Meet Sayantan Chakravarty, the editor of India Empire, the magazine of and for the Indian Diaspora.
Sayantan, since you are not a NRI (Non Resident Indian) or PIO ( People of Indian Origin), what motivated you to create India Empire?
There are hundreds of magazines that deal with politics, current affairs, movies, sports, health, and so on. But there are practically no magazines from India that talk about the diaspora and connect the diaspora to India and provide them with opportunities in India and other countries where diaspora is present.
The motivation has also something to do with my Past Life. We are all here in this lifetime to pay debts, then heal and gain the understanding and knowledge of this lifetime. I think this was meant to be.
I left mainstream journalism to start a magazine on the Indian Diaspora of which there are hardly any out of India. But I really feel for the diaspora. I really feel for that diaspora that was removed from India during the times of colonial emigration. I just feel there is a connect somewhere, and I write about them also, whenever I can.
Also, this is a new territory, this engagement with India’s diaspora. Remember, the Ministry of Overseas Indian Affairs (MOIA) was set up in 2004. Our magazine was started the same year. India Empire is about the Indian Diaspora, and a diaspora that is spread across the world. They used to say the “Sun does not set on the British Empire.” Do I have to say anything more for the Indian diaspora?
I’m still finding ways in which to make the magazine more meaningful, because the diaspora is actually very diverse. On one hand you have the diaspora in Guadeloupe whose expectations from India are more cultural. On the other you have the diaspora in say Australia whose expectations are more economic. Finding a way to balance these two expectations and being a bridge is the key to making the magazine more meaningful. At the same time it is essential that circulation goes up, and subscriptions go up. Only then can one sustain this project.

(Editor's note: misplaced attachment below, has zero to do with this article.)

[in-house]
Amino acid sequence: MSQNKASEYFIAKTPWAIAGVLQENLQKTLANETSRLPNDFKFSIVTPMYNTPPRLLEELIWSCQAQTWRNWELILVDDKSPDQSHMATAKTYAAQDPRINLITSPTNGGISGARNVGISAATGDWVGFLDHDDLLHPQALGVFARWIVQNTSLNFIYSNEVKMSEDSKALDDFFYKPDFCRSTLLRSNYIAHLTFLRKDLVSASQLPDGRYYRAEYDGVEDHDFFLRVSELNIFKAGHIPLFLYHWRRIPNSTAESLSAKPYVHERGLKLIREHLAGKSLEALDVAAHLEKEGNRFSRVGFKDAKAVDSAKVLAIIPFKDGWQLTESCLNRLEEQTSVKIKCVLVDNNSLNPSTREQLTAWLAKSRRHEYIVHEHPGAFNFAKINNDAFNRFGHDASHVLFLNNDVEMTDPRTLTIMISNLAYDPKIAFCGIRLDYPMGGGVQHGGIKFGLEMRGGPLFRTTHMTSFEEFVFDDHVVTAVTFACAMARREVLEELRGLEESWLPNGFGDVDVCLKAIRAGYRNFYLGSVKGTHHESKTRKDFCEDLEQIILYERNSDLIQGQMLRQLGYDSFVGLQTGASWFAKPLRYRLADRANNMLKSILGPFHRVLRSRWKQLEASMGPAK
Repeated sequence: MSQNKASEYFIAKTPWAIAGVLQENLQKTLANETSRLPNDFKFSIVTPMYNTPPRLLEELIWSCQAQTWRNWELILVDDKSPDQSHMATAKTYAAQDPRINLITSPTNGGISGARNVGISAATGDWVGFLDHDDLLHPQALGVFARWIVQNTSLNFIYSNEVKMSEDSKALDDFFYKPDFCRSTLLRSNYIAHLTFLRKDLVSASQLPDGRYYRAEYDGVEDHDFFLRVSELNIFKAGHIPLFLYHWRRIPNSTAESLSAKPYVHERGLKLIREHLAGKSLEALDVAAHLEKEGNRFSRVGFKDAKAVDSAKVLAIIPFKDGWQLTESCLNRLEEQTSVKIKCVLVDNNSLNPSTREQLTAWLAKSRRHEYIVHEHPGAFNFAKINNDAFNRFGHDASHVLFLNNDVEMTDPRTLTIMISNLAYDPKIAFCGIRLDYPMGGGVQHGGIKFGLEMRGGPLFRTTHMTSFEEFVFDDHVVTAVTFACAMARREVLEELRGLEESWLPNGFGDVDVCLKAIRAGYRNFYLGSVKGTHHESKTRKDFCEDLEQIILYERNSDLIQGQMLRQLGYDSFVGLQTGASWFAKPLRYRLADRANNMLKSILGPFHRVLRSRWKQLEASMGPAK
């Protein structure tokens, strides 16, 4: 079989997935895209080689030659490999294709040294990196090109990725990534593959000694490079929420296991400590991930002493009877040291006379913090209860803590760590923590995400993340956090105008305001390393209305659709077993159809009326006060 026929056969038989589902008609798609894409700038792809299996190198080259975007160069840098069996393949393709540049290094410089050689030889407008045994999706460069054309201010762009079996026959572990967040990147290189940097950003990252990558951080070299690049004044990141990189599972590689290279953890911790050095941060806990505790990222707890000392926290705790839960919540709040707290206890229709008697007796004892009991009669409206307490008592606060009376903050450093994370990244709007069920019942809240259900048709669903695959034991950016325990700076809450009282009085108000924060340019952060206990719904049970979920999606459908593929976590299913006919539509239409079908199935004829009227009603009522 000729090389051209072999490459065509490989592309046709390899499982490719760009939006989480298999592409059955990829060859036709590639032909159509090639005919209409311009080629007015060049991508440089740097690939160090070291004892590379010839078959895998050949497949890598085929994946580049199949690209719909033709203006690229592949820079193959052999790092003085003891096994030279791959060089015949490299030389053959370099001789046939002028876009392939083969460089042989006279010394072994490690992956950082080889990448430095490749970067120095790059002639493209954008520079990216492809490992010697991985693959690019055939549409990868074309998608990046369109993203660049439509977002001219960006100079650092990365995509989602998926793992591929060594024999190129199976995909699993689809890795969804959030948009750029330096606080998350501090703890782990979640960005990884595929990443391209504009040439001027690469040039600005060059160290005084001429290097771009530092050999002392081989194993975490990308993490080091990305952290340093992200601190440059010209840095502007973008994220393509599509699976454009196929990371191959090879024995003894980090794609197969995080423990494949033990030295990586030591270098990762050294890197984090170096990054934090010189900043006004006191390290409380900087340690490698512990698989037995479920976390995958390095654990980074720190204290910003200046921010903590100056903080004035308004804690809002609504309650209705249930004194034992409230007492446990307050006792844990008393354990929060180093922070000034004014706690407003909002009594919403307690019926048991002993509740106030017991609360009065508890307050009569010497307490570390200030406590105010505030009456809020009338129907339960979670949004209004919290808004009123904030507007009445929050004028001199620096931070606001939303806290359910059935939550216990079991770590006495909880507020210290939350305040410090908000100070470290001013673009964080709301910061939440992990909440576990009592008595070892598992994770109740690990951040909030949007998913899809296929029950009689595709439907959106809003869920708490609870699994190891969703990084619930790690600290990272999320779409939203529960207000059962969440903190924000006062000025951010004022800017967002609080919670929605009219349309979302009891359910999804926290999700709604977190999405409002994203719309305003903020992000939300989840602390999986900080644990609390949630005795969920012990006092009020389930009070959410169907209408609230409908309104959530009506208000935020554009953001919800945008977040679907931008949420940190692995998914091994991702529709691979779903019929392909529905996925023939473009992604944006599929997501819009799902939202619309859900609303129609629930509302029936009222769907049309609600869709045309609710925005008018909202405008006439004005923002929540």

What are your links with the GOPIO (Global Organization of PIO) International and the MOIA ?
My link with the GOPIO started in January 2005. I think it was also the year that the GOPIO was doing its first convention just before the Pravasi Bharatiya Divas (PBD) in Mumbai. Ever since, our association has grown. I have come to realize that there are splinter, breakaway groups that are harming the interests of not just GOPIO, but also of a vast section of the diaspora. Instead of promoting the interests of sections of diaspora in India, these splinter groups are busy jockeying for positions among themselves.
But the GOPIO International as a whole has a large mandate. I am happy that a man who is a descendant of indentured workers is at the head of GOPIO International today. He will be able to relate with the descendants of such workers. At the same time, being based in New York he’ll be able to network with the more recent immigrants and take GOPIO forward.